|Publication number||US6066899 A|
|Application number||US 08/902,930|
|Publication date||May 23, 2000|
|Filing date||Jul 30, 1997|
|Priority date||Aug 1, 1996|
|Publication number||08902930, 902930, US 6066899 A, US 6066899A, US-A-6066899, US6066899 A, US6066899A|
|Inventors||Larry D. Rund, Richard P. Hewitt, Stuart O. Sigafoos|
|Original Assignee||Power Technics, Inc.|
|Export Citation||BiBTeX, EndNote, RefMan|
|Patent Citations (4), Referenced by (16), Classifications (11), Legal Events (2)|
|External Links: USPTO, USPTO Assignment, Espacenet|
This application claims benefit of Provisional Appl. No. 60/022,910 filed Aug. 1, 1996.
1. Field of the Invention
The present invention generally relates to battery protection devices for use in engine powered vehicles and equipment which rely upon a battery to start the engine and, more particularly, to protective circuitry responsive to variation in the electrical characteristics of a battery due to different drain rates.
2. Description of the Prior Art
The battery used to start the engine in engine powered vehicles and equipment may be drained by the operation of associated electrical apparatus or by short circuits. The problem of preserving sufficient charge in the battery so that it is usable to start the engine has been variously resolved in the art. Conventional practice is to recharge the battery when the engine is running, so problem resolution focusses on drains which occur when the engine is not running. Common to such resolutions is the objective of detecting a battery discharge condition beyond which the battery may not be able to start the engine, and the objective of then interrupting further drain upon the battery, except when the engine is running.
U.S. Pat. No. 5,381,295 to the present applicants (Rund, et al.) discloses relevant prior art and those disclosures are incorporated herein by this reference.
It is common in the prior art to rely upon battery voltage to indicate the state of charge in the battery. In Rund et al., for example, there is described a cutoff voltage which, in relation to a reference voltage, indicates battery drain and triggers operation of the protective device, which then serves to disconnect the battery while there is still enough energy to start the vehicle engine. Similar use of a single low voltage point indicative of a battery drain condition is disclosed in a variety of other patents, including U.S. Pat. No. 4,493,001 to Sheldrake, U.S. Pat. No. 3,522,481 to Terzuc, U.S. Pat. No. 3,462,647 to Russell, U.S. Pat. No. 3,474,296 to Rickey, U.S. Pat. No. 3,623,131 to Russell, U.S. Pat. No. 3,646,354 to Von Brimer, U.S. Pat. No. 3,656,045 to Frezzolini et al., U.S. Pat. No. 3,648,145 to Meyer et al., U.S. Pat. No. 4,412,267 to Hansen, U.S. Pat. No. 4,137,557 to Ciarniello et al., U.S. Pat. No. 4,005,344 to Gaind et al., and U.S. Pat. No. 4,313,079 to Lee.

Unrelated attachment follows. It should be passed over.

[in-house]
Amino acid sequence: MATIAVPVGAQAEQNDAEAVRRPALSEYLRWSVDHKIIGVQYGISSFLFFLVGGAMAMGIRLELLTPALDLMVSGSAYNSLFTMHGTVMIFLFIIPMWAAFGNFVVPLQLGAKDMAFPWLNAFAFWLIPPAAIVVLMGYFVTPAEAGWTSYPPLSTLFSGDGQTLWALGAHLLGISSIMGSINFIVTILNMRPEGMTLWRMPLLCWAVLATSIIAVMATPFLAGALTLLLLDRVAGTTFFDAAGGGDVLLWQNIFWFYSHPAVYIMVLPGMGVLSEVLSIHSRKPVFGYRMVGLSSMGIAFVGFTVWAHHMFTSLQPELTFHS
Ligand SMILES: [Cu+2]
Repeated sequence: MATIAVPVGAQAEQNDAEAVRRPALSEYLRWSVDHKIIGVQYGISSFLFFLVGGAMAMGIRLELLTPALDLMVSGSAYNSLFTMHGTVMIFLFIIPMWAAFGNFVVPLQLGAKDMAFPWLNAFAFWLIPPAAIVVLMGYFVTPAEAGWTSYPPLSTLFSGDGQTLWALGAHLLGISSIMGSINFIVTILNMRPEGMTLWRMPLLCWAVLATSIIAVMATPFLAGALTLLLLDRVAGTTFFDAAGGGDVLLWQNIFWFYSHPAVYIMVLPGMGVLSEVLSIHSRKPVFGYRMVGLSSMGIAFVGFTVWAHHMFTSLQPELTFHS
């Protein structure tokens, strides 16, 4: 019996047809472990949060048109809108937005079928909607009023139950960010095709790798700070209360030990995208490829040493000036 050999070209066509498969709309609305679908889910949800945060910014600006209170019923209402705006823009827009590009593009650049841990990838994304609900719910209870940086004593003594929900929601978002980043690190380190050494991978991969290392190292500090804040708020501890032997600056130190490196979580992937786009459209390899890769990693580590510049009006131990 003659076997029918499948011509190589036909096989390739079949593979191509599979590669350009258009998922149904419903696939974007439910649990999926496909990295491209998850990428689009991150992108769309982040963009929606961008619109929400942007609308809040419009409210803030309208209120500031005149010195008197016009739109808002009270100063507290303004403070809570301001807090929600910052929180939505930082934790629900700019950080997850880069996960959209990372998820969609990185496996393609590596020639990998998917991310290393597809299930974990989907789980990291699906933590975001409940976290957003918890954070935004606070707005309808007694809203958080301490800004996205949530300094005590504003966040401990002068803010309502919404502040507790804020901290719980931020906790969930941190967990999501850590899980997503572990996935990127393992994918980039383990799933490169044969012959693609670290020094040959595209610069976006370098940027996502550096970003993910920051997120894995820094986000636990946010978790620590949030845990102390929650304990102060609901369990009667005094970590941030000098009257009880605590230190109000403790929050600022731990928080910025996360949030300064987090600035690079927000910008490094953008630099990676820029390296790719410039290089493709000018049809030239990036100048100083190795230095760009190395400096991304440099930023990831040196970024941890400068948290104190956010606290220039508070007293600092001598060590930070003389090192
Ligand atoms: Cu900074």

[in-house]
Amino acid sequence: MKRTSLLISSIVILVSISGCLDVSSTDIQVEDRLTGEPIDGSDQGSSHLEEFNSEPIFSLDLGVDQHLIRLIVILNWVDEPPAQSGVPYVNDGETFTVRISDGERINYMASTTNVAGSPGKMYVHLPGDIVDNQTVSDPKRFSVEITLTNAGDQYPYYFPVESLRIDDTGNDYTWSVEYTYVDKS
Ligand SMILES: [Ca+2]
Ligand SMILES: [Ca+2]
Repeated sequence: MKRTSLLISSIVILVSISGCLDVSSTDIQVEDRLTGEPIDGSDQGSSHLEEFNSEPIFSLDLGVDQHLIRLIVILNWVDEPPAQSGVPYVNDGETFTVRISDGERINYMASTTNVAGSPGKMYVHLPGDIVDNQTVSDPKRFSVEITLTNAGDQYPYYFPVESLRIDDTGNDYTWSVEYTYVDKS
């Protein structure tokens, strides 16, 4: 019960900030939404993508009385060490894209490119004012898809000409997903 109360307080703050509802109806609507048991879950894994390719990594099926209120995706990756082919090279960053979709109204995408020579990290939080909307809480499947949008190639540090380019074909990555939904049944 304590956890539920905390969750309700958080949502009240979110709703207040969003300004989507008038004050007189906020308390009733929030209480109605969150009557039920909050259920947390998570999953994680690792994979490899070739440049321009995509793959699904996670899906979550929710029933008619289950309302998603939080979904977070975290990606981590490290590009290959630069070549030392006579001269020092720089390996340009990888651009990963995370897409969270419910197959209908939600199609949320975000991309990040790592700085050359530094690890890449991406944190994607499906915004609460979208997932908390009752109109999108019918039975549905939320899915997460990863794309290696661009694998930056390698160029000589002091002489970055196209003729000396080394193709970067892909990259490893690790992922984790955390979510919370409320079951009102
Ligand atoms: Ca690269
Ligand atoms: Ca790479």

However, a cutoff voltage suitable for battery drain conditions of greatest concern--such as leaving the headlights on--will not be the same as a cutoff voltage suitable for lesser drain conditions, such as leaving the dome light on or leaving a vehicle parked for an extended period of time where there are electronic devices such as clocks or even the protective circuitry itself which are designed to draw a small amount of battery power continuously.
As is well known in the battery art, storage batteries operate by means of a chemical process, wherein electrons flow from the positive plate of each battery cell to the negative plate through an electrolyte. For example, in a lead-acid storage battery the positive plate is lead dioxide, the negative plate is lead and the electrolyte is sulfuric acid. The voltage across each cell is about 2.1 volts and is a function of the concentration of the electrolyte and the differences between the metals in the positive and negative plates. When the battery is connected to an external load, lead from lead dioxide in the positive plate combines with the sulfate radical in the sulfuric acid electrolyte to form lead sulfate, and oxygen from the lead dioxide combines with hydrogen from the sulfuric acid to form water. At the same time, a similar process converts lead in the positive plate to lead sulfate. As these processes continue, the positive and negative plates are both changing to lead sulfate, and therefore becoming more alike, and the water which is formed is diluting the sulfuric acid. These changes reduce the state of charge of the battery, and also reduce the voltage.
However, the rate at which electrons are absorbed at the negative plate is limited by the surface area of the plate. At high current drains electrons accumulate at the negative plate without being absorbed, thereby reducing battery voltage below a level which would accurately reflect the state of charge of the battery. When the high current drain stops (e.g. when the starter motor is shut off), the electrons which have not been absorbed will find their way back to the positive plate, thereby increasing battery voltage back to a level reflecting the state of charge of the battery.
By contrast, at low current drains the electrons flowing through the electrolyte will be absorbed at the negative plate and will not accumulate. Consequently, the voltage of the battery under a low current drain will slowly decrease, and will more accurately reflect the state of charge of the battery.